“They weren’t favorable to him whatsoever, from his ability as a leader of the NHLPA to his ability to create a business plan and negotiate with Gary Bettman,” said a source familiar with the players’ report.

The four players shared the results of the investigation with Kelly on Aug. 26, days before a scheduled meeting of player representatives in Chicago. The following day, TSN reported that Kelly was under fire and could be ousted.

A total of 27 player representatives gathered Aug. 30 in Chicago to hear a report on their colleagues’ investigation. The meeting began with NHL legend and former Red Wing Ted Lindsay defending Kelly. The appearance of the NHL great struck most players as odd because Lindsay doesn’t have an official role with the union and was unfamiliar with the questions surrounding Kelly’s leadership.

Kelly followed Lindsay and defended his work as executive director. He accused those allied against him of being participants in a coup and went so far as to single out NHLPA general counsel Ian Penny, Hargrove, members of the advisory board and divisional player representatives, the six former players who support player representatives at each team and help facilitate communication between the NHLPA office and the membership.

“At the end of the day, you weren’t left with anyone else,” a source said. “He basically went through the entire organization and named them as part of the coup.”

Afterward, Kelly left the room and the four players who conducted the investigation presented their findings. They noted the positive traits employees admired in Kelly such as his strong communication skills and his open-door policy. But the players also raised employee questions about Kelly’s ability to generate new revenue and negotiate a new CBA. The four players ended their presentation by recommending Kelly’s dismissal.

Hargrove followed with a presentation of his own. The presentation culminated, a source said, with Hargrove laying on a table a series of e-mails between Kelly and an NHLPA employee in which Kelly asked the employee to provide him with sealed and confidential transcripts of minutes from the June players meeting in Las Vegas. The minutes Kelly sought concerned a meeting of the NHLPA advisory board in which the four-member panel that would investigate the complaints against Kelly was appointed.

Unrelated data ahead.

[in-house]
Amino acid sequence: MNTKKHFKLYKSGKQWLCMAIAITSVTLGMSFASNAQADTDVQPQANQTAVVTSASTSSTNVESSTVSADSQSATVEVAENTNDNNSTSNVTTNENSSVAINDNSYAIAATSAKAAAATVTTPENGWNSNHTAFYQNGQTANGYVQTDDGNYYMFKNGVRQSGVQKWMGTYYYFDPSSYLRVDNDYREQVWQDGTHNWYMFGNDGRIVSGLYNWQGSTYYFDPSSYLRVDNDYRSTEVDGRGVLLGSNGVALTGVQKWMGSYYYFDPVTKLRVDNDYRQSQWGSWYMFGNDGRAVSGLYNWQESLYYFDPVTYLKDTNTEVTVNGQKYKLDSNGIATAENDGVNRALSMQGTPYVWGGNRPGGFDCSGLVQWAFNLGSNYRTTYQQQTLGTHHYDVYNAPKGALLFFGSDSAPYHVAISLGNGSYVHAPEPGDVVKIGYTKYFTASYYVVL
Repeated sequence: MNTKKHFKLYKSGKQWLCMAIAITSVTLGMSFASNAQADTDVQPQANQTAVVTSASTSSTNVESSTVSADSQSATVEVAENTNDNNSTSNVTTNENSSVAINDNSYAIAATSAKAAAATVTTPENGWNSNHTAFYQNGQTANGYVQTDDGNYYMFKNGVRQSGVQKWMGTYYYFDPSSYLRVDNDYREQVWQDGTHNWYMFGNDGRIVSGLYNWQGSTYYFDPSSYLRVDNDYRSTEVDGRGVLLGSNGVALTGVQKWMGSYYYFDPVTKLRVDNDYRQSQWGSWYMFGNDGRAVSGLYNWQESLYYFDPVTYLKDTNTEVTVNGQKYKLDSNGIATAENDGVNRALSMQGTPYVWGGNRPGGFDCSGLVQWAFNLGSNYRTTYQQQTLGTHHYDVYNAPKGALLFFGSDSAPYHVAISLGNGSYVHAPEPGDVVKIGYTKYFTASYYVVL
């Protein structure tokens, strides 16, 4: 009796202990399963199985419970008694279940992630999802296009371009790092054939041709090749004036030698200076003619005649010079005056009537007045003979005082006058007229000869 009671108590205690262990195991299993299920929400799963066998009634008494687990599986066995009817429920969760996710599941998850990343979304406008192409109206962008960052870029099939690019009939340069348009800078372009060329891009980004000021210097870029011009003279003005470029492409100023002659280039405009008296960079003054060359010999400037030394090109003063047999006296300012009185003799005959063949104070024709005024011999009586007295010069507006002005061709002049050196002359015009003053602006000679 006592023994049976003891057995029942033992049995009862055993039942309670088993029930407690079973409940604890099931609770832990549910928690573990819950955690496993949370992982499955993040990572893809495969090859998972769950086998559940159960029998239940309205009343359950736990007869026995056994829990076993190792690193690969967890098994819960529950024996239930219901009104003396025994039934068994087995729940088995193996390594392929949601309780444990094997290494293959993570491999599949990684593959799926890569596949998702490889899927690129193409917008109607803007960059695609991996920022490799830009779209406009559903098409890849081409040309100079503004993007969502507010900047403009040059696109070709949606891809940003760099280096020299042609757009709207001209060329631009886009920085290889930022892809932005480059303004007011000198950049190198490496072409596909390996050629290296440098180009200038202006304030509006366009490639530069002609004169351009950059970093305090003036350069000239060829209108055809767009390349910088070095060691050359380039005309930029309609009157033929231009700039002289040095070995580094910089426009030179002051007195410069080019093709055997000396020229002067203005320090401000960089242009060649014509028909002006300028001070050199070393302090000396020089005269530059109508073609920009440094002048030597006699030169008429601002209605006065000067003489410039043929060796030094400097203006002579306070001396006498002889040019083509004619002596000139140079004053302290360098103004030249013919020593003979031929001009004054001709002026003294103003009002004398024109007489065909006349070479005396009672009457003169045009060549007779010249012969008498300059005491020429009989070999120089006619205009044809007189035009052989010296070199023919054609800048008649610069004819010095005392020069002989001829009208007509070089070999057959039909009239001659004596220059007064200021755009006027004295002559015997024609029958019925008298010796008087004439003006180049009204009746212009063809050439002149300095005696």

A source said that after the employee expressed concern to Kelly about retrieving the sealed transcripts, the employee notified Hargrove of Kelly’s request. According to Hargrove’s presentation, the source said, Kelly contacted the court stenographer who took notes on the meeting, and requested and secured the sealed transcripts, thereby circumventing NHLPA rules.

The episode recalled former NHLPA Executive Director Ted Saskin’s efforts to monitor players’ e-mails and was grounds for immediate dismissal.

“The guys were in shock,” a source said. “[The union] just went through the Saskin stuff with the e-mails.”

The players brought Kelly back into the room and asked him to address Hargrove’s evidence. He said that he accessed the sealed transcripts in order to protect the players in case they were being misled, according to a source.

Kelly was asked to leave the room shortly after 3 a.m. and the players took a vote. Of the 27 player representatives present, 22 voted to fire Kelly.

In a statement, Kelly said, “My personal ethics and reputation are beyond reproach. All of these stories, whether anonymous or by those seeking to protect their individual interest, intend to defame my reputation and good name. They not only harm me, but do harm to the reputation of the over 700 hockey players who make our sport the best in the world.”

In the days after the vote, Lindros, Penny and others were accused of leading a coup against Kelly. But sources say they had nothing to do with what happened. It came down to trust.

“If you lose trust, it’s gone,” a source said. “How can you be a leader of a union and not have trust? Even if Saskin had never happened, this would have been an incredibly bad thing.”